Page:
Childhood infections: Early fright and long-term hazard

Children get sick. A lot. Part of the reason children seemingly catch everything around us that’s bad is that their immune systems need to grow up, too. The immune system has to learn how to deal with the dangerous world around us with the difference being that it doesn’t care about cars or bullies getting in its way but instead about tiny pathogens like viruses and bacteria who can wrack havoc in our bodies. When immune systems grow up they invariably make mistakes or get taken by surprise on their way. Once this happens, not only do kids’ reddened little cheeks and large, watery eyes cause parents to do everything in their power to help, but infections in childhood can sometimes pose a real threat with children requiring hospitalisation and medical care. More often than not, this is just an early fright and no need for future bother once the acute infection is defeated. As it turns out, however, infections might pose long-term risks, too. Resulting from a collaboration between University of Cambridge and Karolinska Institutet, we just published a study in the journal JAMA Psychiatry, which shows that childhood infections might increase our risk for later development of severe mental illnesses such as schizophrenia. Strangely enough, the reason for infection posing such risk might be partly related to another risk factor for schizophrenia: low intelligence.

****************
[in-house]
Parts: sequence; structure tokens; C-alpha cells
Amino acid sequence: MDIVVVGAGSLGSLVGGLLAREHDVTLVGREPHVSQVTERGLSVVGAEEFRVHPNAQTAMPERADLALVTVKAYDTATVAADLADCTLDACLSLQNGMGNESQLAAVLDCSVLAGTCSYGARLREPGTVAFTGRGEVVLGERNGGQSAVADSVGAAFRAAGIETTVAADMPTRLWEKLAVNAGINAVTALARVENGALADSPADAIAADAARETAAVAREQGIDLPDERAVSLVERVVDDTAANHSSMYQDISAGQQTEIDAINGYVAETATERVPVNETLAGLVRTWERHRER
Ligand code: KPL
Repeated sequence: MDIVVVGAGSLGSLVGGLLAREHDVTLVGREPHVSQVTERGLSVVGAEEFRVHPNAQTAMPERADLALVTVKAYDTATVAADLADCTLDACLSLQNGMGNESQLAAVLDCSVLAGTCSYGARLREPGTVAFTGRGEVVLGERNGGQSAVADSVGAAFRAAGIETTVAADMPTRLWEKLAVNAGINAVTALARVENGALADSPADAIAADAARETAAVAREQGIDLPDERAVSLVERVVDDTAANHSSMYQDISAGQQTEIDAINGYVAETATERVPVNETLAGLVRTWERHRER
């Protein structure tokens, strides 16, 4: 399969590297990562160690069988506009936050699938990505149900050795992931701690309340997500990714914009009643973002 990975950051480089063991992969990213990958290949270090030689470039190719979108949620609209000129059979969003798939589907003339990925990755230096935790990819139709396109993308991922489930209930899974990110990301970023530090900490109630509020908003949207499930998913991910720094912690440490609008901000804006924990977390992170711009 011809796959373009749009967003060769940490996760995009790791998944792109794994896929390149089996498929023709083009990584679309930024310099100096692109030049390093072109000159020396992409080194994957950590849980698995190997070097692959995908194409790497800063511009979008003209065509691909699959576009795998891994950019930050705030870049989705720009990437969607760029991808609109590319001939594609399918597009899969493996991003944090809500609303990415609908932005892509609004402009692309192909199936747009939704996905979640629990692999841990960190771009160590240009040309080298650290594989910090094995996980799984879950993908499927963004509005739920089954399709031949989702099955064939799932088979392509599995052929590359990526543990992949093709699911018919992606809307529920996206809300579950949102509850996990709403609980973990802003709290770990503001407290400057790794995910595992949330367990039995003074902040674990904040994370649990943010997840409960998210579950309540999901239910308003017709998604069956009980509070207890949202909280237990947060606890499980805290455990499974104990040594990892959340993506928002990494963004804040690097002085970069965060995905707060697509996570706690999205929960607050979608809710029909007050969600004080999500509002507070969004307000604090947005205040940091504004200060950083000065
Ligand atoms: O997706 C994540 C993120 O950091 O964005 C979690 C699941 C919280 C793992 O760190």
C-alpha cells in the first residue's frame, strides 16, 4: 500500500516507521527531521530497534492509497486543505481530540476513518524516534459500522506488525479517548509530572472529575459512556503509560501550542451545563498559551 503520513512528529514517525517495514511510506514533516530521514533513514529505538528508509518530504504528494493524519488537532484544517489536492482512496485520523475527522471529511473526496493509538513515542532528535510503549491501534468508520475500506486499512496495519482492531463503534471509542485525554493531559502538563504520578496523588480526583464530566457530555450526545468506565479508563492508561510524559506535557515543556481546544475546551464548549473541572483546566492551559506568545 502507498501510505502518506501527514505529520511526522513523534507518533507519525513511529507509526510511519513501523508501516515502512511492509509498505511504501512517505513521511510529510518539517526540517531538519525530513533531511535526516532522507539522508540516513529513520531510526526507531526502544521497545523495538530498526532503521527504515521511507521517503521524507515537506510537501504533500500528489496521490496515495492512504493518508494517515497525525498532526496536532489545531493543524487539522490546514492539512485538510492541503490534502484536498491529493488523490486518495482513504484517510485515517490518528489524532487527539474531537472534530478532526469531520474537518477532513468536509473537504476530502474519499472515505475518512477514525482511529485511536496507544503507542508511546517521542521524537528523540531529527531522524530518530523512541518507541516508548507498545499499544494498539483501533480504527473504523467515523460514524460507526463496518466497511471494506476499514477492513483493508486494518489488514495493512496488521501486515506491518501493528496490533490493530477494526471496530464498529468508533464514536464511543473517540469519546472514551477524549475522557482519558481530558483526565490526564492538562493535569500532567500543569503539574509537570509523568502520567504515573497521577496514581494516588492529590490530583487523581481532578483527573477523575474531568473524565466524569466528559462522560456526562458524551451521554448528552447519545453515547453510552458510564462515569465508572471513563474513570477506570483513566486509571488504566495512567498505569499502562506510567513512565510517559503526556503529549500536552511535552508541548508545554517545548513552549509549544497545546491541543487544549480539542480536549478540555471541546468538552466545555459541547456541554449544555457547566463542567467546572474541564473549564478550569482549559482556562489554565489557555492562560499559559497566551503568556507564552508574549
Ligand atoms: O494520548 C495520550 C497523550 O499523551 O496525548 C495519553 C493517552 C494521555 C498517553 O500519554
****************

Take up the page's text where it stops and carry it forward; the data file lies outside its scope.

“So stupidity causes schizophrenia?” – it’s not that simple!

To find out what low intelligence has to do with childhood infections and schizophrenia, it’s very important to clarify one point first: When researchers talk about risk factors for a disease, this not necessarily means the risk factor itself is what causes the disease but merely that there is an association present. Consider the following example: Smoking is a risk factor for lung cancer because more smokers than non-smokers develop the disease. Everyone who doesn’t shut his/ her eyes to the evidence out there would probably agree that smoking does actually cause lung cancer. Yet consider this: If you were somehow able to remove the tar that gets from the cigarettes into someone’s lungs (which people have tried unsuccessfully), smoking would no longer cause lung cancer. Similarly, if you magically transported the tar into a pair of lungs, you could induce cancer without there ever being any smoking. So is the tar the real culprit of this story and cigarettes/ smoking are only innocent bystanders? You might think that, in fact, it’s the other way around: Smoking is at the beginning of a causal chain that leads to lung cancer through tar, which constitutes the intermediate link. Thus, smoking represents the causal origin while the tar (that happens to “almost innocently” hang around the cigarettes) just happens to be in the way.